Not-so-Jolly Roger

It’s a new week, which means a new debate is brewing over the decor of a Plaza business.

This time it’s Burgers & Vine – the recently-opened restaurant located at 400 First St. E., right next to Grandma Linda’s notorious pink door – that’s raising eyebrows with its pirate flag.

Codi Binkley, who founded the restaurant with co-owner Carlo Cavallo, said he raised the flag there with no special plan in mind – but now has no plan to take it down.

“I did it as a joke originally, because Carlo always claims he’s a pirate. … He’s the rum aficionado,” Binkley explained.

The Jolly Roger – a skull and crossbones on a black field – was flying high over Burgers & Vine’s front door for the restaurant’s opening day on Feb. 22. Besides the Cavallo-as-pirate reference, the flag alludes to the restaurant’s “Jolly Roger burger” and the fact that it serves a Jolly Roger brand ale.

But for Binkley, the flag now represents a principle he believes is worth fighting for. After a year’s worth of wrangling with the city over design elements and other particulars, he says he’s tired of what he considers its heavy-handed approach with small businesses.

“It’s just like the pink door thing,” he said, referring to the recent fight over whether a shade of pink at Grandma Linda’s Ice Cream shop was appropriate for the Plaza. That argument ended last Monday, when City Council members upheld a decision by the city’s Design Review and Historic Preservation Commission to approve the color.

The front door of Burgers & Vine sits about 50 feet from that pink door – and over it, on a flagpole built into the structure, flies the Jolly Roger.

“People don’t want change. And change is inevitable,” Binkley concluded.

“We’re not going to fall on this one. We’re going to make a stink about it.”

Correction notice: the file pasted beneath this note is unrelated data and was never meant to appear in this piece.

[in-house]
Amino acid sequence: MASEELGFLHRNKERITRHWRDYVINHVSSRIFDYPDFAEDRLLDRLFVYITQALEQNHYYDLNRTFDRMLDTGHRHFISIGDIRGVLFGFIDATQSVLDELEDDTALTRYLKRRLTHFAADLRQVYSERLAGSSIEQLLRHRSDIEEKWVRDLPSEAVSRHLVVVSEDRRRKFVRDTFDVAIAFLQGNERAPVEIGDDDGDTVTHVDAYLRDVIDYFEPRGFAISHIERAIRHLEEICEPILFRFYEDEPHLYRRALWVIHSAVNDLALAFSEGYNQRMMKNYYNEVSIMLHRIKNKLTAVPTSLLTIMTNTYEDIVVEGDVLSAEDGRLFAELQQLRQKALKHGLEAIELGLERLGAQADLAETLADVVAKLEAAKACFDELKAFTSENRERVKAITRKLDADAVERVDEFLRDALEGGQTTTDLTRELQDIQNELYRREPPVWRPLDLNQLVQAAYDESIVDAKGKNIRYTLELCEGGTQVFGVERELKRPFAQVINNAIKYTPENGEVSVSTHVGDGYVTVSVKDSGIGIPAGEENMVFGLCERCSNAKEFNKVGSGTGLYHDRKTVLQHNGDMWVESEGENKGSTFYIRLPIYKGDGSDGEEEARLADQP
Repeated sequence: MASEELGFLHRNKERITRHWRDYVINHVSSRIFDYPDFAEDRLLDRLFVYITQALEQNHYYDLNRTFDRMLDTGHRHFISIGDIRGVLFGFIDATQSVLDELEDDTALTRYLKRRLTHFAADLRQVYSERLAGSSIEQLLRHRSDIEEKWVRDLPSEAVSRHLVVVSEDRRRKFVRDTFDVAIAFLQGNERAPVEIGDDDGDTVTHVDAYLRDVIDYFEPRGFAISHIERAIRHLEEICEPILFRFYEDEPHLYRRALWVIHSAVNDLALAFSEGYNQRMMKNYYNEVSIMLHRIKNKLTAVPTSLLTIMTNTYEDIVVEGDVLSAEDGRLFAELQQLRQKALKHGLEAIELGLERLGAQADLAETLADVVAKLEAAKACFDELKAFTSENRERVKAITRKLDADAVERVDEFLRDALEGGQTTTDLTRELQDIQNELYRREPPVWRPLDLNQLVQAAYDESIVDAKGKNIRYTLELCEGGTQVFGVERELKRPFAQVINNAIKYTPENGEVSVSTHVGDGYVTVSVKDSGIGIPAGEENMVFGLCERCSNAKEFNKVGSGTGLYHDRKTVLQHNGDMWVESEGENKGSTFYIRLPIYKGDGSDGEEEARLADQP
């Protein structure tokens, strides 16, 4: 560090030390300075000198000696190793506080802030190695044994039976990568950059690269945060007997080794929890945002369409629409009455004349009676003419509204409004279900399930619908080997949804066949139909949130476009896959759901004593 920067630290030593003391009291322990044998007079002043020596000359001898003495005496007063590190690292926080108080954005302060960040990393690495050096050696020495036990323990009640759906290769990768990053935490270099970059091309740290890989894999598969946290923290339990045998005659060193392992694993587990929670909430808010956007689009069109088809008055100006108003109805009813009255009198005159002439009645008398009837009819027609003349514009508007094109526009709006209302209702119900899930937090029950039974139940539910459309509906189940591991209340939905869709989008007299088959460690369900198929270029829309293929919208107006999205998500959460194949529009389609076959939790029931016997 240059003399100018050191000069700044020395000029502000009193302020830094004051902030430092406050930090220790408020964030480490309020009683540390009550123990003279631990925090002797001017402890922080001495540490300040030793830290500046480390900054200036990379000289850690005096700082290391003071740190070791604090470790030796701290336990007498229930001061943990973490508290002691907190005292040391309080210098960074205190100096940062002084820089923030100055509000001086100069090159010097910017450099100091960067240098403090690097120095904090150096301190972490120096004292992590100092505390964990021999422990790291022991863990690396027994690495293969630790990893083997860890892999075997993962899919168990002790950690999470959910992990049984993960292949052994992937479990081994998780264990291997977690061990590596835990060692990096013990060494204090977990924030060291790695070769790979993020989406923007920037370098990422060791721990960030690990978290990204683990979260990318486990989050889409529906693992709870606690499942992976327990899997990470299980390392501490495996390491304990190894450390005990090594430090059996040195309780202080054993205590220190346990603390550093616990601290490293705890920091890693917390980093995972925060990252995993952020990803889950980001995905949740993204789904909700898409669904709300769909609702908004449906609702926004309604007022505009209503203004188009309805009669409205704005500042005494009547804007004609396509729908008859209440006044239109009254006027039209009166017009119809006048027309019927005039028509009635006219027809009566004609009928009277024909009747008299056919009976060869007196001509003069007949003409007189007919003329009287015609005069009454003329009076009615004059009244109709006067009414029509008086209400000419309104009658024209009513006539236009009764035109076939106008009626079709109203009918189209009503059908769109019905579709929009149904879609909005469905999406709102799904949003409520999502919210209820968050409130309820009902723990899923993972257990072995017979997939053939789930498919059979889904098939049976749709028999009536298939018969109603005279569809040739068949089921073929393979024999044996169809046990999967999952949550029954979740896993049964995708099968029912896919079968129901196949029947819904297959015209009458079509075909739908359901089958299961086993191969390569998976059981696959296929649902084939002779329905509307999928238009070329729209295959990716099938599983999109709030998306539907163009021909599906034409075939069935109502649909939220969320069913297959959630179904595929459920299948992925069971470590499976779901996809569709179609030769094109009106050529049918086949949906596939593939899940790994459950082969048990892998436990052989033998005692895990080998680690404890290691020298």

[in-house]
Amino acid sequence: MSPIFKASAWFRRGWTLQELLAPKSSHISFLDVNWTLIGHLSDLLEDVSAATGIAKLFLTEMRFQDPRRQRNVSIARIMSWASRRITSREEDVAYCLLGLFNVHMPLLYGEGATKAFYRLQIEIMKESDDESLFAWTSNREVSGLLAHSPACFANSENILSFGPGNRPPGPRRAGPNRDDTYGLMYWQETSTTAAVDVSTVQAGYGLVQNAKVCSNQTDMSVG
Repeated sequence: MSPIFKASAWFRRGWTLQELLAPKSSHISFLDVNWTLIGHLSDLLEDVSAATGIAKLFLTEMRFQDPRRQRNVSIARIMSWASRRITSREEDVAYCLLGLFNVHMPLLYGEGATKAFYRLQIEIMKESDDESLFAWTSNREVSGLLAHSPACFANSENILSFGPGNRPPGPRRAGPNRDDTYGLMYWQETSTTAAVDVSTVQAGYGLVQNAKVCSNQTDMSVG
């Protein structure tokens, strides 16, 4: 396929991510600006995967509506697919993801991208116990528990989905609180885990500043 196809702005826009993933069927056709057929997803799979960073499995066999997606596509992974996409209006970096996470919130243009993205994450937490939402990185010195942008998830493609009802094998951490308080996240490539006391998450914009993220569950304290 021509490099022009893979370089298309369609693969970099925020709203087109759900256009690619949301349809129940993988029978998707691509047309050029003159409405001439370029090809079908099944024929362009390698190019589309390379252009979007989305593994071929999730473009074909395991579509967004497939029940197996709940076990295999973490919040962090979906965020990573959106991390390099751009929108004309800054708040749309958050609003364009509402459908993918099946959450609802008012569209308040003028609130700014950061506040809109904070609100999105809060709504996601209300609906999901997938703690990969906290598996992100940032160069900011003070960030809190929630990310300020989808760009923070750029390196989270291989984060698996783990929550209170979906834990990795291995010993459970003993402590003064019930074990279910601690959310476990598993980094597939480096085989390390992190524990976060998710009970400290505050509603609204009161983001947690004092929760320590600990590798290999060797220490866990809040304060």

But Councilmember Ken Brown, a longtime friend of Binkley, draws a distinction between the pirate flag and the pink door.

“Grandma’s ice cream went through the process,” he said. The store’s owners “Came up with the design and laid it all out. There was a long meeting about it, and there was a decision.”

By contrast, Brown said, the owners of Burgers & Vine never sought approval. Instead they raised the Jolly Roger for the opening day event, then left it up.

“The city allows a certain leeway for grand openings and ribbon cuttings, that sort of stuff,” he said. “But there’s a timeframe to those sort of things, and then they have to come down.”

Brown believes this flag qualifies as such an adornment. But he agrees that other flags – such as the American flag, Bear Flag or city of Sonoma flag – are fine to leave up.

“There are 17 flags on the Plaza alone,” Binkley noted. For example, the Swiss Hotel has four flags, Murphy’s has an Irish flag, the Church Mouse has a Mexican flag, and of course, “the Bear Flag’s pretty much everywhere.”

For Brown, those are all fine. “If the Swiss Hotel wants to fly the seven flags of Sonoma, that’s cool,” he said. However, “Is the pirate flag the appropriate flag?

Many residents don’t think so, he said: “They hate it. And it’s not just old folks.” Rather, Brown said, it’s people with a “deep and abiding love for the Plaza and how it looks.”

But Brown – who already had a talk with Binkley, when he discussed the complaints coming from some residents – gave the other side of the argument as well.

“There are those that say Sonoma’s a pirate town,” he said, mentioning the Bear Flag Revolt and the overall rebel spirit that he says is “alive and well.”

In that sense, the Jolly Roger fits, Brown said. However, “The Jolly Roger flag wasn’t one of the seven flags over Sonoma.”

“Codi and I have been friends since he was a little rug-rat,” Brown joked. “I don’t think there was a council member who was more proactive, more willing to help them with their issues than I was. But like I told Cody, the flag is something else.”

For Binkley, leaving the Jolly Roger up has become a gesture of defiance after a year of difficulty getting his restaurant open.

“I wouldn’t want to have any of my friends start a business here in Sonoma,” he said. “This project was a nightmare.”

As to what happens next, “I have no idea,” Binkley said. “We have our lawyers involved.”